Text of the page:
Finding your vendors. There are several key professionals you'll need to find. The main ones will be photographer, florist/event decor, baker, caterer, DJ/Band. Additional vendors can be videographer, wedding coordinator, graphic designer, special entertainment, etc.
There are a lot of options when it comes to picking a vendor. You'll need to narrow down your choices by deciding exactly what you're looking for in each. Are you looking for a band or DJ. If you pick a band do they have someone who can handle the master of ceremony role. Can they handle the music choice you want, etc. It's important to make sure you sit down and figure out all the options you want at your wedding and talk to each professional about what they can and can't do. You'll find that each vendor also recommends others who they have worked with and like. It can be useful, I personally recommend a few vendors since the entire wedding experience can work out better when you have people who can work together without issue and understand the timing and needs of each other. For example I've been to a wedding where the DJ started the intros before the bride and groom arrived. We were rushing back after taking pictures and imagine our surprise when the DJ was already announcing people.
In the photography perspective, you'll want to know a few things before beginning your search. How much is your budget? Figure out what average you'd like to spend and the maximum you'll go. This will help in picking out options when you have a consultation. It's important to be realistic here. We would all love to have something fantastic for close to nothing, but that's not reality. A great example would be someone looking for a 10 hour day with 2 locations, album and a few prints for under 500 dollars. Their reasoning behind this was paying an hourly fee of 30 dollars then paying 200 for an album and prints. Believe me this is common and some people actually want to pay less. For those that don't understand why this is insulting at best, let me elaborate. I'm guessing you work for a company, that company pays you a salary or hourly wage but that's not all they give you. They either pay for your insurance or heavily subsidize it, they give you benefits like retirement plans, discounts on service plans, products, etc. If all that is provided then photographers may discuss that lower hourly fee, but until then we need to run a business and charge the appropriate fee for our time and skill.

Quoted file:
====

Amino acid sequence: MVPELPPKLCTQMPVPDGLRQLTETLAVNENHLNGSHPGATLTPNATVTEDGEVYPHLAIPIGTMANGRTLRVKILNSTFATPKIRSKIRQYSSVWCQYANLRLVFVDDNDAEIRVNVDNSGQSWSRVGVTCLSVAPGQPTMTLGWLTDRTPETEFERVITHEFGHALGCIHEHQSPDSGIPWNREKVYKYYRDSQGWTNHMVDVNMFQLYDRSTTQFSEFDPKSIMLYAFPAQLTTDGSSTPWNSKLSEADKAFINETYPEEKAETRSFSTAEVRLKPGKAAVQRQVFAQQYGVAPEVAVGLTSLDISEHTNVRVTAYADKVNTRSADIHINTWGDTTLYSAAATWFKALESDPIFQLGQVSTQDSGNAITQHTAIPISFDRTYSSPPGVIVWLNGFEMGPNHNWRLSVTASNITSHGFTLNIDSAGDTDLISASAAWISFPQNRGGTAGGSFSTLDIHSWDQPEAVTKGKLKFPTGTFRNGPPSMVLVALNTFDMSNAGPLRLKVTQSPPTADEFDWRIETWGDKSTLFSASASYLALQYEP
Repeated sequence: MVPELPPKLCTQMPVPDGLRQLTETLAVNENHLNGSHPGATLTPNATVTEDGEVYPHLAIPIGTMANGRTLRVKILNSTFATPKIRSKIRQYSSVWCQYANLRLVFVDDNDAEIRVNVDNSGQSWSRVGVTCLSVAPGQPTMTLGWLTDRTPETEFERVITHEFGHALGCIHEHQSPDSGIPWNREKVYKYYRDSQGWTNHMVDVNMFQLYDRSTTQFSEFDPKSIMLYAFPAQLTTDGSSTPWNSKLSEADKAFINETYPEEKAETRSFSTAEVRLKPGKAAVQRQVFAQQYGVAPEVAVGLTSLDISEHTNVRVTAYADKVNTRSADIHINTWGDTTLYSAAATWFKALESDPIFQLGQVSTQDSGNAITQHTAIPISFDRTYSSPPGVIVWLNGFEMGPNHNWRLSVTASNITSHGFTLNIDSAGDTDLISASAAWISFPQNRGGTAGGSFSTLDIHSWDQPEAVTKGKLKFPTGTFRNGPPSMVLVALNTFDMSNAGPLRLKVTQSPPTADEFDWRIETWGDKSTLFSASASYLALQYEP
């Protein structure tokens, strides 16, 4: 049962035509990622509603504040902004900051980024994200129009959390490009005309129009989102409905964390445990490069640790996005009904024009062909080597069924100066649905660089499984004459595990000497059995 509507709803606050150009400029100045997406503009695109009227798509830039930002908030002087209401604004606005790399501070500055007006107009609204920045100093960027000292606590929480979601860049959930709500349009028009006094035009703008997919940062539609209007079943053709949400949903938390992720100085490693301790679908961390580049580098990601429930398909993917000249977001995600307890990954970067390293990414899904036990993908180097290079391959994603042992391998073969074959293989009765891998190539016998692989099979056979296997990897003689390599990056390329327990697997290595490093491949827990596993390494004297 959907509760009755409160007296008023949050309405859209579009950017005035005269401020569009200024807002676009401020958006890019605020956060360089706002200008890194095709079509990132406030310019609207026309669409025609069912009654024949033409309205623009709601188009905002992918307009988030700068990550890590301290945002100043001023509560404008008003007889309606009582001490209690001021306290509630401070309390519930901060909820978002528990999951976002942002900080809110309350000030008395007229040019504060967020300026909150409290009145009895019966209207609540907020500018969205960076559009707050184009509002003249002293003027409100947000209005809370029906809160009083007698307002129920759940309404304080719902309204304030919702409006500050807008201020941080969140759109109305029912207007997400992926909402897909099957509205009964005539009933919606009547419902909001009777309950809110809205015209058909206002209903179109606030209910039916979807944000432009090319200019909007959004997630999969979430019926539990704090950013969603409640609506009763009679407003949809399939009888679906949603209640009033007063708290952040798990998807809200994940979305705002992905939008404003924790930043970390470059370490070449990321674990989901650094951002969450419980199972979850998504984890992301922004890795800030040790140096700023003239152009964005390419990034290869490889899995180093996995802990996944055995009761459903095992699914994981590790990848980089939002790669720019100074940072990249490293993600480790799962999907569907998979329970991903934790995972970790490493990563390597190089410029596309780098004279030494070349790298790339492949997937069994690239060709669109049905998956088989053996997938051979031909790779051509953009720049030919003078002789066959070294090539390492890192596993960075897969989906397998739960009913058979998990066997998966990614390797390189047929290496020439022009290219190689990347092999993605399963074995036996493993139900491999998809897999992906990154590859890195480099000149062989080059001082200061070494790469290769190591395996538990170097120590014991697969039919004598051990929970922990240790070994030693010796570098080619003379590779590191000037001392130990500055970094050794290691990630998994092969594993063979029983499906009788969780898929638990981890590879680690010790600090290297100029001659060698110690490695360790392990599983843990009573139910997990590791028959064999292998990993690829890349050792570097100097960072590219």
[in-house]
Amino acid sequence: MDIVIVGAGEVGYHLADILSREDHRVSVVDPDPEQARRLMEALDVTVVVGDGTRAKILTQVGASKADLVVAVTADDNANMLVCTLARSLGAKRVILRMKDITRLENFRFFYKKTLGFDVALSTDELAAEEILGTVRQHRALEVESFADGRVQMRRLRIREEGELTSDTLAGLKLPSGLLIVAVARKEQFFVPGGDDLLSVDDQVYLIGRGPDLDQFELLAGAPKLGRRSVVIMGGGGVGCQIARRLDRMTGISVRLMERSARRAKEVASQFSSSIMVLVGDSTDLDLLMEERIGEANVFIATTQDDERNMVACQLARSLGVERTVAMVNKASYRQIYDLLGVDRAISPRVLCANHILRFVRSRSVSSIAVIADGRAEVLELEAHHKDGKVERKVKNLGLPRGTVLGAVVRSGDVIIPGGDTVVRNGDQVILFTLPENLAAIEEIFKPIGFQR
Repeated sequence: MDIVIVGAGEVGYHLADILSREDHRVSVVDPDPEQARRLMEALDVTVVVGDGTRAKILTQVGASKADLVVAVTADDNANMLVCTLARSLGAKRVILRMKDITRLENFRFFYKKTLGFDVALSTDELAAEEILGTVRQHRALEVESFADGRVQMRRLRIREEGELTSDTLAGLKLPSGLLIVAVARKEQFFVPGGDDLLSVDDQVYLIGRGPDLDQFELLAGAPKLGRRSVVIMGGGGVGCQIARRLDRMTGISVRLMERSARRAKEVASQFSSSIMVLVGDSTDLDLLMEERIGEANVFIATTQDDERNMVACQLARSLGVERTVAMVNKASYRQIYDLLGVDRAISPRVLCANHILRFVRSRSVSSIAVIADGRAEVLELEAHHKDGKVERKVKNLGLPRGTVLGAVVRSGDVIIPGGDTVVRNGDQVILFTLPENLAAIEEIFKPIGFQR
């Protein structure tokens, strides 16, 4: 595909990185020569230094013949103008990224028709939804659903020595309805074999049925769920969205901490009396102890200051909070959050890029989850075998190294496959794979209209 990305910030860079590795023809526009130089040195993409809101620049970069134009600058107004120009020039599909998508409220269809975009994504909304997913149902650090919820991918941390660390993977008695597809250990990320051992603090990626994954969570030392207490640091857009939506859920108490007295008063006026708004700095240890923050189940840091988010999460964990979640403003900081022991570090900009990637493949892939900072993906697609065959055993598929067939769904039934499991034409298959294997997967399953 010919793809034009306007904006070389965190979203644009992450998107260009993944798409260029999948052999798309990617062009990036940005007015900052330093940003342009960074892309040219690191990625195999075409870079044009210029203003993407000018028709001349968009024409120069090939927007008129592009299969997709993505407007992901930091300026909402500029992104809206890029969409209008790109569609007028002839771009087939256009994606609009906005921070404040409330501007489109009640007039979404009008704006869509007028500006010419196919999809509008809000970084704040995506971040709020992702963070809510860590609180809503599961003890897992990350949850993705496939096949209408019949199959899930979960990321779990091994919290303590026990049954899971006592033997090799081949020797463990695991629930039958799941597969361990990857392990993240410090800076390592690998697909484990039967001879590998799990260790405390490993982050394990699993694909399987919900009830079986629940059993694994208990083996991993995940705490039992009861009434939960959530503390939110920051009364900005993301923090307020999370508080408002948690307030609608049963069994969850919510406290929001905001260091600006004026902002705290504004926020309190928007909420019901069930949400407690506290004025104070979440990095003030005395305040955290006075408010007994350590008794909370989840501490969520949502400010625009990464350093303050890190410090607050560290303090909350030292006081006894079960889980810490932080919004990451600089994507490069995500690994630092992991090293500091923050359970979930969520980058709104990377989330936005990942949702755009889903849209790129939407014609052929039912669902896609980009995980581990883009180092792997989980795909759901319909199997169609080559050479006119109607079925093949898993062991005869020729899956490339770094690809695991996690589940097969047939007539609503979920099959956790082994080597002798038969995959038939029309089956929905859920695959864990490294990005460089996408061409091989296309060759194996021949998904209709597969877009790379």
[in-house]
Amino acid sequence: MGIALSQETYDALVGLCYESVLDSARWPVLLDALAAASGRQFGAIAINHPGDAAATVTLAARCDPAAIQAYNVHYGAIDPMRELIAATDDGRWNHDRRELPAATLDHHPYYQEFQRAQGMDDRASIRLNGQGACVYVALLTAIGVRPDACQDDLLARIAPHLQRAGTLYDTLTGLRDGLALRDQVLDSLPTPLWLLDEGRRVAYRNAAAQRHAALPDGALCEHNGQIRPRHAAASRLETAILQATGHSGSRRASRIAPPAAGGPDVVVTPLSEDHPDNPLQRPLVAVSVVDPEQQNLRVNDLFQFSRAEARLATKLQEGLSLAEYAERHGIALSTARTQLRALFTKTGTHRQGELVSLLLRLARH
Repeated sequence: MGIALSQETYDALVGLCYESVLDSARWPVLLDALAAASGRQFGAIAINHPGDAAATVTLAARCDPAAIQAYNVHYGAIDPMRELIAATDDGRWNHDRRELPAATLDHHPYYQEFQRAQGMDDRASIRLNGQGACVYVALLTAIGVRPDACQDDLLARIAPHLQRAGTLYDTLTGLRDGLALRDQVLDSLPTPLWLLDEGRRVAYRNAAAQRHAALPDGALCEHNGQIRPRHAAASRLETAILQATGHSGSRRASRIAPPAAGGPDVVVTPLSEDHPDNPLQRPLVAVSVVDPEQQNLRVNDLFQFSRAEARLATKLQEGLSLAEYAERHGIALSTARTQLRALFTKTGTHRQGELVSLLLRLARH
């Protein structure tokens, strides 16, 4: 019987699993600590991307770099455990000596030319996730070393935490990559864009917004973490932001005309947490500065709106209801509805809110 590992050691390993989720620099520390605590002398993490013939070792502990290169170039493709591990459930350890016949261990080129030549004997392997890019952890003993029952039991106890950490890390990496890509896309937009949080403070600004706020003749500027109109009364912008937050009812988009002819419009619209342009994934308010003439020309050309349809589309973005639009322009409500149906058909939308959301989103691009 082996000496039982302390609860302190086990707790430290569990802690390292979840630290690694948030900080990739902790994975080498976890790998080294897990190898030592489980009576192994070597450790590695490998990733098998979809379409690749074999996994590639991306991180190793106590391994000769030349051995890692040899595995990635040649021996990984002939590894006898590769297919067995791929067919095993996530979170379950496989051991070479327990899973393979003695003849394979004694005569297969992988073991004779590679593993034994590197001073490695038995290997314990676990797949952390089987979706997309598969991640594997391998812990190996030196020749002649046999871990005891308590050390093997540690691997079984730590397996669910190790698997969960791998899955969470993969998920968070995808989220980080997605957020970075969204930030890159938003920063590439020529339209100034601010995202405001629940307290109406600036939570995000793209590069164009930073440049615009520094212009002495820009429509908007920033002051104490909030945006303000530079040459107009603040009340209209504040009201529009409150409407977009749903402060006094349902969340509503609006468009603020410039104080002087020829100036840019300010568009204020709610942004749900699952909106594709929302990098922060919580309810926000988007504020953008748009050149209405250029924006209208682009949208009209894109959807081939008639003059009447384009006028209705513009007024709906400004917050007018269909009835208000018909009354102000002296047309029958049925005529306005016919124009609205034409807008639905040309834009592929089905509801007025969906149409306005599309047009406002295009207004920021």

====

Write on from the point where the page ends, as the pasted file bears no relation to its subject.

Once the budget is set, a style of photography will need to be chosen. There are several to choose from and there are many photographers who mix styles. It's very important to have a consultation with the photographer of choice, look at their images and have a conversation with them. This person will be with you most of the day, you want someone you can get along with. After you make the choice in style, don't forget all the ancillaries such as albums, wall displays, prints. These all add to the overall price so make sure you have some extra budgeted for this.
A note on albums. A good album will easily cost above a thousand dollars, usually closer to the 2 thousand range. The reasoning behind this is the quality of the album and the time it takes to design one. A great quality album isn't cheap for the photographer to purchase. I know many look at prices at cheaper consumer printers and think they're being cheated, but this is far from the truth. When you compare the two you'll immediately see what you're paying for, the crisp color and print quality, the feel of the paper, the binding and cover material. Combine that with the skill and time it takes to create a design and you'll understand why the charge is what it is. If you're looking for an album that will last and is of quality work then don't forget to budget for one. If you're not looking for an album then by all means don't feel pressured into buying one.